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By Richard Asinof
BOSTON – A new biomarker in the blood has been identified that signals the earliest stages of amyotrophic lateral sclerosis (ALS), according an article published on Aug. 6 in the Journal of Clinical Investigation.
The findings suggest that the immune system plays an important role in the development of ALS, and may provide doctors with a means of monitoring the progression of the disease through a simple blood test.
“This new biomarker provides us with a tool for better understanding the beginning stages of ALS, and may allow us to track the disease with a simple blood test,” said Lucie Bruijn, of the ALS Association, the only national nonprofit organization fighting ALS, also known as Lou Gehrig’s Disease.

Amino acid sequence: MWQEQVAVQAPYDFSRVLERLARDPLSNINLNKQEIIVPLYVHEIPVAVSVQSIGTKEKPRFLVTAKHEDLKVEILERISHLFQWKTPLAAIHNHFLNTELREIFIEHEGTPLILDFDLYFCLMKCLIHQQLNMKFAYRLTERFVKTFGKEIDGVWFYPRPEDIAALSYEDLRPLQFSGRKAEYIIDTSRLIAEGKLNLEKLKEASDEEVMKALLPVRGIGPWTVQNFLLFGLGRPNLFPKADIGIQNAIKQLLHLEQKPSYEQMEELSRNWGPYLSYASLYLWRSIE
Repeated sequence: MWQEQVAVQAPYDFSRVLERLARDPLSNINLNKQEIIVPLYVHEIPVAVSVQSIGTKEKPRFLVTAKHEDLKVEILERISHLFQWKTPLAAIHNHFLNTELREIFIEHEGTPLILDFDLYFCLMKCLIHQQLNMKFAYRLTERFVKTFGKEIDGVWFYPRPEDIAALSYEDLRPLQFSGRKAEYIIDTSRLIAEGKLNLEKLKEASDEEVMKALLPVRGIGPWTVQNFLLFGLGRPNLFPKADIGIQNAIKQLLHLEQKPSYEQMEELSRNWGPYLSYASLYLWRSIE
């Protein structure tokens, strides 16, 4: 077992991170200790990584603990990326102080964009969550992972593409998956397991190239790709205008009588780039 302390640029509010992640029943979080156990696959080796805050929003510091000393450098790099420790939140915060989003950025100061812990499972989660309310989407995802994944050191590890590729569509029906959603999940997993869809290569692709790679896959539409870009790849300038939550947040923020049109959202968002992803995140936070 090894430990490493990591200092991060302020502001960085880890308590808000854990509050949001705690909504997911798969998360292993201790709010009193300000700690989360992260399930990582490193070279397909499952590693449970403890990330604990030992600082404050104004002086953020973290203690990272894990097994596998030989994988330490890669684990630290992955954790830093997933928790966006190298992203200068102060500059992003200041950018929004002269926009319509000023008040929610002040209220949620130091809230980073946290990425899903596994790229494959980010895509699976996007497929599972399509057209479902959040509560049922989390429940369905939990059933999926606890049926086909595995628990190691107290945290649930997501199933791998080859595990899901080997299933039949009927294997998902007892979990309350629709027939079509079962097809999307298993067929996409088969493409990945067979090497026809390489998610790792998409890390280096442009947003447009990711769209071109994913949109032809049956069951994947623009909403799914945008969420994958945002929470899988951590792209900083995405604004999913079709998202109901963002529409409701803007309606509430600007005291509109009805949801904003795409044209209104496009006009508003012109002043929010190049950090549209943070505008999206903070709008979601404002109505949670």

The discovery was made by researchers at Harvard Medical School, Tufts Medical School, Brigham and Women’s Hospital and Massachusetts General Hospital. The work was funded in part by the ALS Association.
ALS is a progressive neurodegenerative disease that affects nerve cells in the brain and the spinal cord. People stricken with ALS lose the ability to initiate and control muscle movement, which often leads to total paralysis and death within two to five years of diagnosis. There is no cure and no life-prolonging treatments for the disease.
Currently, the only way to track the progression of ALS is through clinical measurements, such as muscle strength, which fluctuate over the short term, leading to the need for long-term clinical trials with large numbers of patients.
An objective biomarker that changes with the disease and in response to therapy offers the possibility of shorter and smaller trials, leading to faster discovery of new therapies.